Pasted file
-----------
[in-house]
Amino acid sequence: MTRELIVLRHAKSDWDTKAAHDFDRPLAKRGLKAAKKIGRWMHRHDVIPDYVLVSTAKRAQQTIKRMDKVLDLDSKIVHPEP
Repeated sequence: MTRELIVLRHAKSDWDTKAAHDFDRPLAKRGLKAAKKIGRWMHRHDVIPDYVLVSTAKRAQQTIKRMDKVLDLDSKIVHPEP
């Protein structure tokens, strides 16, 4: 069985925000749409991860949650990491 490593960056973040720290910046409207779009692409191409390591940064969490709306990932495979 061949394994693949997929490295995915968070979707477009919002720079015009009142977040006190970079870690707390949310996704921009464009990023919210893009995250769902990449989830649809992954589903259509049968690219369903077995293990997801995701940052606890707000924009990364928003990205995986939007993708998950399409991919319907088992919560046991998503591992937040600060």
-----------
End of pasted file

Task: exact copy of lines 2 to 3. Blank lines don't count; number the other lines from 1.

Amino acid sequence: MTRELIVLRHAKSDWDTKAAHDFDRPLAKRGLKAAKKIGRWMHRHDVIPDYVLVSTAKRAQQTIKRMDKVLDLDSKIVHPEP
Repeated sequence: MTRELIVLRHAKSDWDTKAAHDFDRPLAKRGLKAAKKIGRWMHRHDVIPDYVLVSTAKRAQQTIKRMDKVLDLDSKIVHPEP